The Prime Minister is currently in the Chamber giving a statement on the EU Council, Ukraine, ISIS and Gaza. Some had called for parliament to be recalled over the summer to discuss the latter two topics, but it didn’t happen. There’s no mechanism for MPs to force a recall of parliament, it’s entirely in the Government’s hands. Or rather, it’s up the Government to request a recall and then it’s up to the Speaker whether it’s granted. I’m not sure whether the Speaker can act unilaterally in recalling parliament too – maybe he can.
I’d have been happy to come back for a debate, as I did last year for the Syria vote (although last year though I had to fly back from South Africa, where I was due to speak at a conference; this year it would have only meant a train journey from Bristol!)
With hindsight the Labour-led moves then to stop the Government backing military intervention – which ultimately led to the US refraining from intervention too – looks to be even more important that I thought at the time. I voted against intervention as I don’t think the Government had thought through what it was meant to achieve, or which opposition groups we could end up supporting/ arming, or what the exit strategy would be. As I listen to the Prime Minister’s statement now, it seems that he is focused on domestic security issues, dealing with a possible terrorist threat associated with those returning from fighting with Islamic State and counter-radicalisation measures.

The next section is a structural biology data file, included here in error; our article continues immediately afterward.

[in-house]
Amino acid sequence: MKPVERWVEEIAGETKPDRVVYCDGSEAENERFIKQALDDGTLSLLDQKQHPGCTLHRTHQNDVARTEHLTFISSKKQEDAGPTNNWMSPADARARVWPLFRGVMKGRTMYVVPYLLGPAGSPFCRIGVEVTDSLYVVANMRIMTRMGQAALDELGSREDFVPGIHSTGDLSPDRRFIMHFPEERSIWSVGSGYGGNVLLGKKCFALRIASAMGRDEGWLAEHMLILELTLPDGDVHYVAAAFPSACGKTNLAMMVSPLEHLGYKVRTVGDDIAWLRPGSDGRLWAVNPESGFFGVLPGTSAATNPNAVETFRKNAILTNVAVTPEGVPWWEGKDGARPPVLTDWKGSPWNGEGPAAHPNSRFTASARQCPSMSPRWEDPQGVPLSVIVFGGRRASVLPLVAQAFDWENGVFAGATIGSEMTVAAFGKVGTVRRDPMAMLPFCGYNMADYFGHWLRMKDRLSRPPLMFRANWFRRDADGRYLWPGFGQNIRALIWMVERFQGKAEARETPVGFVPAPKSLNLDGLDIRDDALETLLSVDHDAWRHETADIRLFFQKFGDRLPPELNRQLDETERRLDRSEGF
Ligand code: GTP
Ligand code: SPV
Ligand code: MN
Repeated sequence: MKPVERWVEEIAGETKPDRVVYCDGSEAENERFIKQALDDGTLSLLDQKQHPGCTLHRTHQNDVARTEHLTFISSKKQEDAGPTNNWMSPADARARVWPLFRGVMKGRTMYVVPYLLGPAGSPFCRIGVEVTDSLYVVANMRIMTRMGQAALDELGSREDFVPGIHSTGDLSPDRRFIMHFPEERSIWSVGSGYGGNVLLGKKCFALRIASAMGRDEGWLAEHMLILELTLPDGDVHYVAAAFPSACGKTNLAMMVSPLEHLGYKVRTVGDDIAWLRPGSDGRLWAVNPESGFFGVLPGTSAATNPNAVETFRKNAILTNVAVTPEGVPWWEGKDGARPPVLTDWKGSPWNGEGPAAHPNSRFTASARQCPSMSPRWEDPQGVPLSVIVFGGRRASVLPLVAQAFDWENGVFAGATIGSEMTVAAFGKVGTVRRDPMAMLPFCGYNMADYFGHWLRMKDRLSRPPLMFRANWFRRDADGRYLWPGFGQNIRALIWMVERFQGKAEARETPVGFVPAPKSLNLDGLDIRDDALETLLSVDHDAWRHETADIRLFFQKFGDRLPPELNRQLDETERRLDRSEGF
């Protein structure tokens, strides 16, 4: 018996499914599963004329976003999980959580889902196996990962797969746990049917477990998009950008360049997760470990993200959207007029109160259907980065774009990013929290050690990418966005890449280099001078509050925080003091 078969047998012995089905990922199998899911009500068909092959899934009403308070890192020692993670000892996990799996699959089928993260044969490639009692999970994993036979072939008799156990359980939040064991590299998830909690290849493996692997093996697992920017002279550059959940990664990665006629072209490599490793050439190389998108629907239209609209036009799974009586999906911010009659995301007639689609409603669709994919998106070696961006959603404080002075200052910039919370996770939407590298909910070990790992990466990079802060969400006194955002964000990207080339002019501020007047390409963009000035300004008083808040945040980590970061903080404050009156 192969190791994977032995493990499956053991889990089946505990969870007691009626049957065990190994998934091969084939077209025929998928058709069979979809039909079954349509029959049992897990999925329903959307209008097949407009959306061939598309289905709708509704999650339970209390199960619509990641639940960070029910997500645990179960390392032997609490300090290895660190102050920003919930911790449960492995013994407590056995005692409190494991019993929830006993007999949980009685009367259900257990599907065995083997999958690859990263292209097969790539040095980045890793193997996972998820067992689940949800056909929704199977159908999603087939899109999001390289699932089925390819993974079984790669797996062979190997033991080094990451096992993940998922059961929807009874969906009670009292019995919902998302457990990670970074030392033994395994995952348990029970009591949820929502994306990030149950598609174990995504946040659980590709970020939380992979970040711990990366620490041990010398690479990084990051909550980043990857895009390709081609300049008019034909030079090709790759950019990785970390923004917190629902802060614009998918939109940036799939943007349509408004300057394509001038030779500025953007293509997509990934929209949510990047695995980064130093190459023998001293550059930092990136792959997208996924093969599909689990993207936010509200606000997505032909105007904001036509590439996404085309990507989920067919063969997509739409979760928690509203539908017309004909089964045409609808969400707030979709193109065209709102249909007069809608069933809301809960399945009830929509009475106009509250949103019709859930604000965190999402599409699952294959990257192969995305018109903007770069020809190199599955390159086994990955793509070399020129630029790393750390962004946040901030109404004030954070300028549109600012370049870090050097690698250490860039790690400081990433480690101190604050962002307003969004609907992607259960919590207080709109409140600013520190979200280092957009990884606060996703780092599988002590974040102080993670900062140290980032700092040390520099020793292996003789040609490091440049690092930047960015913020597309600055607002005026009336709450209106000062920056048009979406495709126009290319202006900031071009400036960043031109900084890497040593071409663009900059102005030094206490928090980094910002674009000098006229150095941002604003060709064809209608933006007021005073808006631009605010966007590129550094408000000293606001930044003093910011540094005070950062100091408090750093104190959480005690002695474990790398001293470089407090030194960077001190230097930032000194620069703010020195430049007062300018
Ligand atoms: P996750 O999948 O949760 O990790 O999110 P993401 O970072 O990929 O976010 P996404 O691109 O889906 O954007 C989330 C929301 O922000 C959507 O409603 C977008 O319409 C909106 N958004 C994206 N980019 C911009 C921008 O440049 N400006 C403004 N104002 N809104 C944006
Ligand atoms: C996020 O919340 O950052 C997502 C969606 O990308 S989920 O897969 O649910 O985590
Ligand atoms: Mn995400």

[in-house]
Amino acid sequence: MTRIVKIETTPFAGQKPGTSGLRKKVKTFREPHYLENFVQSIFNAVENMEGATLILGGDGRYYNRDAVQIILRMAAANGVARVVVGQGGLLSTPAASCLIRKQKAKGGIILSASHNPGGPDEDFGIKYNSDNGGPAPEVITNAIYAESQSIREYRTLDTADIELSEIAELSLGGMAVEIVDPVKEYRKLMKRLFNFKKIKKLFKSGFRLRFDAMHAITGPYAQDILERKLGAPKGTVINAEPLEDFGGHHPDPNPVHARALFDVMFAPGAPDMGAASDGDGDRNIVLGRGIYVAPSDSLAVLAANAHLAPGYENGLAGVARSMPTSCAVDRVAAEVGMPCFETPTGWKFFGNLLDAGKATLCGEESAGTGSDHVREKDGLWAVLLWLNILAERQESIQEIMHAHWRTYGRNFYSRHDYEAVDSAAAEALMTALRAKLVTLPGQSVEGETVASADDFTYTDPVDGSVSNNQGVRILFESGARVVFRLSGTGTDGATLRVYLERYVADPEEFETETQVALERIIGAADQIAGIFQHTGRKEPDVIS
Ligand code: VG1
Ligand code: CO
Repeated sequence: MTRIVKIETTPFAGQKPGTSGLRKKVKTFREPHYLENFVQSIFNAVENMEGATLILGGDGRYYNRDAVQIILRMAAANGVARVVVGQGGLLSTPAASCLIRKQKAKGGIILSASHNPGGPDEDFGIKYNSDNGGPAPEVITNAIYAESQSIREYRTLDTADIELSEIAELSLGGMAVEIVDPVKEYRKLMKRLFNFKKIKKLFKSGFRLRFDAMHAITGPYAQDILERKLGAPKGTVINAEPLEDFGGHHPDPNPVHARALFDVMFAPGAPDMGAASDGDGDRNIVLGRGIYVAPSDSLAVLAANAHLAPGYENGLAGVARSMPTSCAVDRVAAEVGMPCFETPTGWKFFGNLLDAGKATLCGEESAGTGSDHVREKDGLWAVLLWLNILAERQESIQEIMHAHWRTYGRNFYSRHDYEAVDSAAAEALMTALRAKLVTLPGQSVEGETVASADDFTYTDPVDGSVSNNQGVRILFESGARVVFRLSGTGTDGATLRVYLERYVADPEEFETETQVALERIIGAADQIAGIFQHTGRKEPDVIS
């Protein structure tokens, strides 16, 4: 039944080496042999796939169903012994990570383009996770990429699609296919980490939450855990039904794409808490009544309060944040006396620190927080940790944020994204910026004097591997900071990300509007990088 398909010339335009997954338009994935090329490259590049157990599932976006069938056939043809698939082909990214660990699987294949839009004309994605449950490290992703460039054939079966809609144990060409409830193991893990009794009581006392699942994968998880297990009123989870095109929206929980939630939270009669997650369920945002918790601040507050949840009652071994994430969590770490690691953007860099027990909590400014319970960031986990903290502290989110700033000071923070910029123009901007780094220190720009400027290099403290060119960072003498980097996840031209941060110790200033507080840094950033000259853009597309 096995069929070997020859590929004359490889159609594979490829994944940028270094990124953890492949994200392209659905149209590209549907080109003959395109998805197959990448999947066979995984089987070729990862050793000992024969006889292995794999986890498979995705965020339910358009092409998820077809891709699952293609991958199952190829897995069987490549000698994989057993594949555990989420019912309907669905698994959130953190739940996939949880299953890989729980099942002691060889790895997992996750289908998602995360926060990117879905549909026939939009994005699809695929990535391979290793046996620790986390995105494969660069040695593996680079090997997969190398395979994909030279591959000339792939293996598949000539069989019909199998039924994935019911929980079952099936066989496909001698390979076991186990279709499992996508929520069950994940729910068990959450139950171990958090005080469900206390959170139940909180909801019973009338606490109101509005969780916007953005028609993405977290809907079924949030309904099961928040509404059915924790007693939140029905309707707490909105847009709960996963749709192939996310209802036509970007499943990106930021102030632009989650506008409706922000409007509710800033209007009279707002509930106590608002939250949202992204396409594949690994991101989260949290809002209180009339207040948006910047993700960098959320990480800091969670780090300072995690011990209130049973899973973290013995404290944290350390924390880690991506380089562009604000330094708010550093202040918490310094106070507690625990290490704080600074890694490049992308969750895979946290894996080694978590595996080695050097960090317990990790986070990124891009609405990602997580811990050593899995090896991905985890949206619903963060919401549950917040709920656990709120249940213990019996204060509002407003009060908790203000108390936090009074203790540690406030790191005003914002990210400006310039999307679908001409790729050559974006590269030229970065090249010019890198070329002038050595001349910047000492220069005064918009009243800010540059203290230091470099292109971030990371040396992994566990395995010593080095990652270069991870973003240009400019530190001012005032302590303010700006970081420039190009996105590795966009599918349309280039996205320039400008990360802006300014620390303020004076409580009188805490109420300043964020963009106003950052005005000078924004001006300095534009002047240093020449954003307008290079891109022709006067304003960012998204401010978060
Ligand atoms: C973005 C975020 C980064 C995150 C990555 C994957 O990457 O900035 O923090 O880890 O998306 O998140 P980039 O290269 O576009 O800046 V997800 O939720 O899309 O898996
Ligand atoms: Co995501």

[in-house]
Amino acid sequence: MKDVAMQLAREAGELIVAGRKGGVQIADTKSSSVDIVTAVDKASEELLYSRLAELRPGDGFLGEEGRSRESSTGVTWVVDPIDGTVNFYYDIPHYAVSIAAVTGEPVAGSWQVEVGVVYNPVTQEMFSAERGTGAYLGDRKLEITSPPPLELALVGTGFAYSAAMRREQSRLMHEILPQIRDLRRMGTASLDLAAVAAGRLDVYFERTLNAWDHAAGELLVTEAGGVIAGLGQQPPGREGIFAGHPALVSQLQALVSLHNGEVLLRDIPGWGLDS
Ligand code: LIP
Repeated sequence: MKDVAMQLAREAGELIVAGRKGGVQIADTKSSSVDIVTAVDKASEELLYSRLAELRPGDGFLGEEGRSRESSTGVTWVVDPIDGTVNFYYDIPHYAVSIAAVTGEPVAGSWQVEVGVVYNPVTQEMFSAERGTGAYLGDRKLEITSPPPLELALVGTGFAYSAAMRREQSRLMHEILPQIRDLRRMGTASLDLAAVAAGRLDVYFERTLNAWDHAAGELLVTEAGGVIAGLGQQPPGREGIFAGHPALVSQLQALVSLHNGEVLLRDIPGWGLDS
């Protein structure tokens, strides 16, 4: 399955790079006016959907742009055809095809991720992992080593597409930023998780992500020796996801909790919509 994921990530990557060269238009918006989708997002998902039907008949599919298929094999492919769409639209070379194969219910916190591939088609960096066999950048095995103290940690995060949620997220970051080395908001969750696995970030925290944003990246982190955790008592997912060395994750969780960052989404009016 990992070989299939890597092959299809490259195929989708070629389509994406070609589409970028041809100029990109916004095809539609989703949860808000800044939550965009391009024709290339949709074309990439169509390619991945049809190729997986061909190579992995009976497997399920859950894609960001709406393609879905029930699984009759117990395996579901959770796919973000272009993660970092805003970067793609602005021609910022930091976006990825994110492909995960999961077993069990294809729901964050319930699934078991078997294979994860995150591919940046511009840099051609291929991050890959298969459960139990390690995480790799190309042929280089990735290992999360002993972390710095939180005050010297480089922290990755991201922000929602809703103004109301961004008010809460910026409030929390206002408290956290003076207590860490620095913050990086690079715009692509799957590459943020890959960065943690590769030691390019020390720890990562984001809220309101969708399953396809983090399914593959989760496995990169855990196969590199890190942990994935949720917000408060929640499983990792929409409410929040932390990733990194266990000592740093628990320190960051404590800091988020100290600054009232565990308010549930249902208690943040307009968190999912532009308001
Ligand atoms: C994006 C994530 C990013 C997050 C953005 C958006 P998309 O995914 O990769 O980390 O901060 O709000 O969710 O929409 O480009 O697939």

Of course I’m concerned that we tackle this, and I’m pleased to see the Prime Minister say that the Prevent programme will be put on a statutory footing, having previously cut the funding substantially, from £17m to £3m as Yvette Cooper has highlighted: http://www.yvettecooper.com/britain_can_do_more_to_halt_extremists
I’m also concerned however that the horror at the activities of ISIS, and repugnance at what they stand for, does not spill over into Islamophobic sentiment in our communities. (As indeed, condemnation of Israel’s actions in Gaza must not be used to justify anti-Semitism). Bristol has a good track record on community cohesion and we need to do all we can to maintain that.
Shortly after I was first elected in 2005 the July 7th bombings happened. The Government drew together a group of young people in Bristol to talk through some of the issues. The young people were drawn from a wide cross-section of faith communities: Muslim, Jewish, Sikh, Christian, Hindu, even Buddhist. And therein, I felt, was the problem. The multi-faith voice can be a strong one, and exert a powerful influence, but if we’re serious about community cohesion we need to reach out far beyond those who can be found within the embrace of organised religion. I hope that the revised Prevent program will do this.